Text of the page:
ERIC Number: ED416273
Record Type: Non-Journal
Publication Date: 1997
Reference Count: N/A
An Invisible Crisis. The Educational Needs of Asian Pacific American Youth.
An urgent educational crisis threatens the futures of a growing number of Asian Pacific American students, both immigrant and American-born. This crisis is largely invisible to most Americans, even to many in the teaching profession, because many see all Asian Pacific American students as members of a model minority destined to excel. This image is a destructive myth for the many Asian Pacific American children the schools are failing. The number of Asian Pacific American students is large and growing rapidly, and the context for educating these students effectively is changing. While immigrants who came to this country after 1965 were well-educated and well-off, more recent groups of Asian Pacific Americans are poor and poorly educated. The schools' task is complicated by historic problems of poverty and racial discrimination. Language and literacy issues are foremost in the problems of these students. In addition, most schools do not have curricula appropriate to educate multilingual and multicultural student populations. Support for families and youth development is inadequate. Community groups and foundations can offer much-needed support to school's efforts to help this underserved population. Recommendations for foundation help to Asian Pacific American students center on: (1) community/school/family partnerships; (2) institutional change and accountability; (3) curriculum development; (4) language development research and programs; and (5) teacher recruitment and training. Appendixes lists 19 resource organizations for program information and 13 other resource organizations. (Contains 4 tables, 2 graphs, and 61 references.) (SLD)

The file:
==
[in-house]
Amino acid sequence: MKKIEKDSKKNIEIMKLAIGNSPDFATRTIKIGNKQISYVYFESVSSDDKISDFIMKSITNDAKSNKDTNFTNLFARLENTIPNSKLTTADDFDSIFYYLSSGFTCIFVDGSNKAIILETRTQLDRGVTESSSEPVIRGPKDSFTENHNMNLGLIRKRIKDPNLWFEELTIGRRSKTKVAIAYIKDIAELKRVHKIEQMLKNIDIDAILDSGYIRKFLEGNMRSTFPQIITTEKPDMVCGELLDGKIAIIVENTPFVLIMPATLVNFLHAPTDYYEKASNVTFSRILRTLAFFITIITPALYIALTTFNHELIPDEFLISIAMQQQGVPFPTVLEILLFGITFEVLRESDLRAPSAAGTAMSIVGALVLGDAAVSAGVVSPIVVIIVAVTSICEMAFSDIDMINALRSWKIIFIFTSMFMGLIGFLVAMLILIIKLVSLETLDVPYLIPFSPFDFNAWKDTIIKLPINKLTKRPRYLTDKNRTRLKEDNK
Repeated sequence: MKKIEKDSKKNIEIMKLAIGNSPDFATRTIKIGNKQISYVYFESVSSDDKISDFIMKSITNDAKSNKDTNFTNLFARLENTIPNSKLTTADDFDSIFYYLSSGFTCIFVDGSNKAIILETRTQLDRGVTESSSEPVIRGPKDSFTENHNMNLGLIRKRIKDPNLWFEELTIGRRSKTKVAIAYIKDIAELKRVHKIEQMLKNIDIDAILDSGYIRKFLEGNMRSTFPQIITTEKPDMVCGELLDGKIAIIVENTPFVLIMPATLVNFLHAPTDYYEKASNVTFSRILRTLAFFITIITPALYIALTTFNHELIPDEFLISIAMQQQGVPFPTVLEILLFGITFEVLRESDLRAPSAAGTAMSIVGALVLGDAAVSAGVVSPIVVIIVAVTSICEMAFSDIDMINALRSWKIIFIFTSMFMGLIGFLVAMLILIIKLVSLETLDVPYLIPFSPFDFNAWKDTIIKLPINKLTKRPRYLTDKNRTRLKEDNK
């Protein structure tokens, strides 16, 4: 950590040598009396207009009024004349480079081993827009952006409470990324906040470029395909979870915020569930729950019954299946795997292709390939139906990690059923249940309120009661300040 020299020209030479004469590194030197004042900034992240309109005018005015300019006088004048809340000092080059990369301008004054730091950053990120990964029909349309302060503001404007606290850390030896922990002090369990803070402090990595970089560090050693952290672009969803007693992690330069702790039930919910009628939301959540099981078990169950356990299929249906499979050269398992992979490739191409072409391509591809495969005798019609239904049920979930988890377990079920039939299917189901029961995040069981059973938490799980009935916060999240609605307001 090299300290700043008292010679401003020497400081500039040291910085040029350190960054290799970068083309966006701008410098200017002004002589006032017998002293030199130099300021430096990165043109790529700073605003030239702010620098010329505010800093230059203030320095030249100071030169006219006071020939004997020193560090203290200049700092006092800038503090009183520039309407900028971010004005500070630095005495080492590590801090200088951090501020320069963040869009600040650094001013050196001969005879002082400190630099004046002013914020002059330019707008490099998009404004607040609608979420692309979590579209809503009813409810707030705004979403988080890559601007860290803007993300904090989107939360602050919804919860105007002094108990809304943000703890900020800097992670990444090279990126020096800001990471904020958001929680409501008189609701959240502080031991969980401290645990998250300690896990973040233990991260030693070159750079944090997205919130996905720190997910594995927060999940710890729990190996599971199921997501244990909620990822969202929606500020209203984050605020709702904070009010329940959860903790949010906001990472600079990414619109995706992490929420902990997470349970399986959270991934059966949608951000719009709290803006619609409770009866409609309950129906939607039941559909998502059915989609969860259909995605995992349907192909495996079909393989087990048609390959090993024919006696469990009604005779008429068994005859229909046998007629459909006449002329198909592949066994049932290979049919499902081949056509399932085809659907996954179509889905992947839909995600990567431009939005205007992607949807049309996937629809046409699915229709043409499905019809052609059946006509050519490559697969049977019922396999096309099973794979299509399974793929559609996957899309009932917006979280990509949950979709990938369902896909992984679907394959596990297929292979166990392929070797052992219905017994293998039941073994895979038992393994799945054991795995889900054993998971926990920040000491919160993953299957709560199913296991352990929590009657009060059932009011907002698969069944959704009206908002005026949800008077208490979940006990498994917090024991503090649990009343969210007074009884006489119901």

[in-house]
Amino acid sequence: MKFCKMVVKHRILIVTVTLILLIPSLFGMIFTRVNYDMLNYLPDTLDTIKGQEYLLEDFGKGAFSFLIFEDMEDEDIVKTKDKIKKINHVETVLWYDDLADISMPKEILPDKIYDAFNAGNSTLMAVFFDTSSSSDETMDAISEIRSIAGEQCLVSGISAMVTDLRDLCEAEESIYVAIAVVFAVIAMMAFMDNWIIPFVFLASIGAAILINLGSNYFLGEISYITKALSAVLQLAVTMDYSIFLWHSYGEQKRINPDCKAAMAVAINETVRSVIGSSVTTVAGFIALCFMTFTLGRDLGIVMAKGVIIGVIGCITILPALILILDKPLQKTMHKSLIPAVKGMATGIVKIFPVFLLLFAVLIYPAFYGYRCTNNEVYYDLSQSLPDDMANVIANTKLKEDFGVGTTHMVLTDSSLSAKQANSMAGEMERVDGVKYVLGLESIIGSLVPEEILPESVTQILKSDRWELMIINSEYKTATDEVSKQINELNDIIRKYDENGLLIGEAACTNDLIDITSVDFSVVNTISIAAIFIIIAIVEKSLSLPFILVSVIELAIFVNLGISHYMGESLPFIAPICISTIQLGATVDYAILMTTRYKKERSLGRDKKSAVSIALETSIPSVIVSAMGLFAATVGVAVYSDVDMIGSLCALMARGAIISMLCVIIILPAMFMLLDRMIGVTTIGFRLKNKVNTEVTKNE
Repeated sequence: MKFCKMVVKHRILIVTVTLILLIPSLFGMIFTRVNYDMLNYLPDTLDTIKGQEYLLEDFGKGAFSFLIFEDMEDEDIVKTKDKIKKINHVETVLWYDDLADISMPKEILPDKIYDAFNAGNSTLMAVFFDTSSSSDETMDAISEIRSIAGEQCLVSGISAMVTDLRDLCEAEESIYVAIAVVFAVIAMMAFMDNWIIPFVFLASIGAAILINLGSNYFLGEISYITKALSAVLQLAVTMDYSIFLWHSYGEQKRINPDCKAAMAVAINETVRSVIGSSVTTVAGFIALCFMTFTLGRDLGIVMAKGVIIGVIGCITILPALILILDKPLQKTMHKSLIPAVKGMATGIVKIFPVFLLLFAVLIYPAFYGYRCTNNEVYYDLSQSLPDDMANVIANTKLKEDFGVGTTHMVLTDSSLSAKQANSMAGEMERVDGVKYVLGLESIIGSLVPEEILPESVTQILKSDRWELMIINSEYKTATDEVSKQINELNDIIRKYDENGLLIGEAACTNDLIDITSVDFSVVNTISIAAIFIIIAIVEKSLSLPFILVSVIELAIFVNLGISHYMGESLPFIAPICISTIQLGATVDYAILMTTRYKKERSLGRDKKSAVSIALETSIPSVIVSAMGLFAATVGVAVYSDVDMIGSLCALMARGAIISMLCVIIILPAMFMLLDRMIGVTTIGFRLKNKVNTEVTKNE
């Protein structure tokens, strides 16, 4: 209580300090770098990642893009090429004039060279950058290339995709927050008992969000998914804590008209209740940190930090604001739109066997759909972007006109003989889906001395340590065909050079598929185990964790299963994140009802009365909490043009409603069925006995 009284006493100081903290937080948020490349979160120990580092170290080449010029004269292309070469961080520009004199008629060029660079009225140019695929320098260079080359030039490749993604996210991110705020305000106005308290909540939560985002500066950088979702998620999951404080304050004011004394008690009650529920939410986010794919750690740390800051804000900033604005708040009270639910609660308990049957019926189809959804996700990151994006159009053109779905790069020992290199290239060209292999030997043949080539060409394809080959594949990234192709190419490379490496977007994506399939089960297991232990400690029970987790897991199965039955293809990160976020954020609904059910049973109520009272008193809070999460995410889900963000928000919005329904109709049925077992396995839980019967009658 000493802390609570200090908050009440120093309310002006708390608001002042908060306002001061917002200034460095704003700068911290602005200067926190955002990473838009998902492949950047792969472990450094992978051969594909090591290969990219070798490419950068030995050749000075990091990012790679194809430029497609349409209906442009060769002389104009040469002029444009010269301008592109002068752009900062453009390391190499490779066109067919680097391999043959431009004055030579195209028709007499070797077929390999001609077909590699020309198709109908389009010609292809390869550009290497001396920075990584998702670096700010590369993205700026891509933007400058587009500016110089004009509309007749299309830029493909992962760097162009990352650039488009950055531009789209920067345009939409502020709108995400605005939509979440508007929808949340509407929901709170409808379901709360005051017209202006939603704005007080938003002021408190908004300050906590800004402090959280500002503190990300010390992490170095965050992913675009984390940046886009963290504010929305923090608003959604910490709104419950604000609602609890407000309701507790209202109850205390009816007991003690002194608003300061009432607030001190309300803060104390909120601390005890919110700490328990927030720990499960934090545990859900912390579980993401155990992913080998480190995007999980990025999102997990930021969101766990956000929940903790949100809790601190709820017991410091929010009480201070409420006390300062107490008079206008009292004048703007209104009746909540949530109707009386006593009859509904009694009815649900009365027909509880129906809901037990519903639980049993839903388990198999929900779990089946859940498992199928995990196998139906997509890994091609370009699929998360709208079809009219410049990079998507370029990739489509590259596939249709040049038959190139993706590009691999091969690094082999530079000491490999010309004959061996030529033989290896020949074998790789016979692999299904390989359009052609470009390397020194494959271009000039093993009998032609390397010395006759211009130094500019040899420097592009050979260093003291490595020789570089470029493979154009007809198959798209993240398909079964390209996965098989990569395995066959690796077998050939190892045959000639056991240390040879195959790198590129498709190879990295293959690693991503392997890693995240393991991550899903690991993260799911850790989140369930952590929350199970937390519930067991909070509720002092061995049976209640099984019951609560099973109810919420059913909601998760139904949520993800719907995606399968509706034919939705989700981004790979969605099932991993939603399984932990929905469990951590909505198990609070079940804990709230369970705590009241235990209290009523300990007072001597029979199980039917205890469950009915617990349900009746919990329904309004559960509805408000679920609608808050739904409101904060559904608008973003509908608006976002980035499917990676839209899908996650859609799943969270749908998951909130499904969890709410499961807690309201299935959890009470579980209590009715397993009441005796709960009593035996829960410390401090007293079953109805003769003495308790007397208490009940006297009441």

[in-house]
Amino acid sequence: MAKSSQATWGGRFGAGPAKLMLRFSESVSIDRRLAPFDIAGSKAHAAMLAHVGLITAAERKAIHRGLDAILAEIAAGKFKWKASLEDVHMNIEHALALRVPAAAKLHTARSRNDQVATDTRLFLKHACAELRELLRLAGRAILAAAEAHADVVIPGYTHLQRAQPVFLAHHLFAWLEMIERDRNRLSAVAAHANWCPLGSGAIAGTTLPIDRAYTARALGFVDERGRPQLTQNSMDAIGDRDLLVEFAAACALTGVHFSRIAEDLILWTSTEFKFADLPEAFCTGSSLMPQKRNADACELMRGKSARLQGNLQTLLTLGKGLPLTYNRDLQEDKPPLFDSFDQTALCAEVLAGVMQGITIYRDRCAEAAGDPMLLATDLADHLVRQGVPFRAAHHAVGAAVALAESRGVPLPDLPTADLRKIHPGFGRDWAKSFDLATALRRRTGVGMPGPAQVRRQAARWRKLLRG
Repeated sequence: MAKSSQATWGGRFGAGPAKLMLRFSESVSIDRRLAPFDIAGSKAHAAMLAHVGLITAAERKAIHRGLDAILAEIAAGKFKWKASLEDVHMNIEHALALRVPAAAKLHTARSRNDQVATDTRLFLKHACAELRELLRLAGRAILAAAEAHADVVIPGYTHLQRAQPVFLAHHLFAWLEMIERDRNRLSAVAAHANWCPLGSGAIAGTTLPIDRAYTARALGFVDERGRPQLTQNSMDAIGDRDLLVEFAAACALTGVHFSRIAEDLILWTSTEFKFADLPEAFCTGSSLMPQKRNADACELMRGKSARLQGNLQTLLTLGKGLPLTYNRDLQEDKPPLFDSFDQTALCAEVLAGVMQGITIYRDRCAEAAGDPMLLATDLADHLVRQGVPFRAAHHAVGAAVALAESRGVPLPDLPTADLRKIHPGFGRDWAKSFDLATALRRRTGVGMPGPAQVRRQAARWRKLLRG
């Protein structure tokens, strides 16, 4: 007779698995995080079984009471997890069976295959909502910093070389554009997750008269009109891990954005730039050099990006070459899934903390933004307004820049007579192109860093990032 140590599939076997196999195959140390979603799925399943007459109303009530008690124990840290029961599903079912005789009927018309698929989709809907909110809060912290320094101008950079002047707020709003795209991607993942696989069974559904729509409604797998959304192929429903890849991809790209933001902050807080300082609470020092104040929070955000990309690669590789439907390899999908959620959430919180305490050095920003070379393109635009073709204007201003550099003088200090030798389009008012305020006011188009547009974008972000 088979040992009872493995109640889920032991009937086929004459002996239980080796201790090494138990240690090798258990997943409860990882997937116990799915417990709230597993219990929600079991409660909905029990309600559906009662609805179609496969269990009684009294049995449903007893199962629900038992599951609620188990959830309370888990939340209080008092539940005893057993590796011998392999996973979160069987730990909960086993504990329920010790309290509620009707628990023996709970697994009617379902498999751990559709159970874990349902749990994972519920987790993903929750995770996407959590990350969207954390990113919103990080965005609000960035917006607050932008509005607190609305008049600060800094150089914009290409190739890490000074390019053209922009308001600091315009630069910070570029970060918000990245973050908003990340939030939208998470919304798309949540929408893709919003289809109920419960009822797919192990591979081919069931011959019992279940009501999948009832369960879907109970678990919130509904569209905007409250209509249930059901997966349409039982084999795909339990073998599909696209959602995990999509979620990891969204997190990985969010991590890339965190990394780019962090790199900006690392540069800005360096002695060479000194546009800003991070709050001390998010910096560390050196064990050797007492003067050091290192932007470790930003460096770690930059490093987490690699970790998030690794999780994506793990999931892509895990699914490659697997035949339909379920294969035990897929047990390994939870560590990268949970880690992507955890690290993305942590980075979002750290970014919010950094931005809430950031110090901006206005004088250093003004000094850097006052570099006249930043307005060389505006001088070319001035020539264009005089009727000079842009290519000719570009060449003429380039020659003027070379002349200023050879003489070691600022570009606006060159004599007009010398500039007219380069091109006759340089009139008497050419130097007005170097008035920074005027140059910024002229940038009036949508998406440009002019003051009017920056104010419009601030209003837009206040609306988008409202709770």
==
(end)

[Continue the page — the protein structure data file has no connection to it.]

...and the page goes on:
Publication Type: Reports - Evaluative
Education Level: N/A
Authoring Institution: Asian Americans/Pacific Islanders in Philanthropy, New York, NY.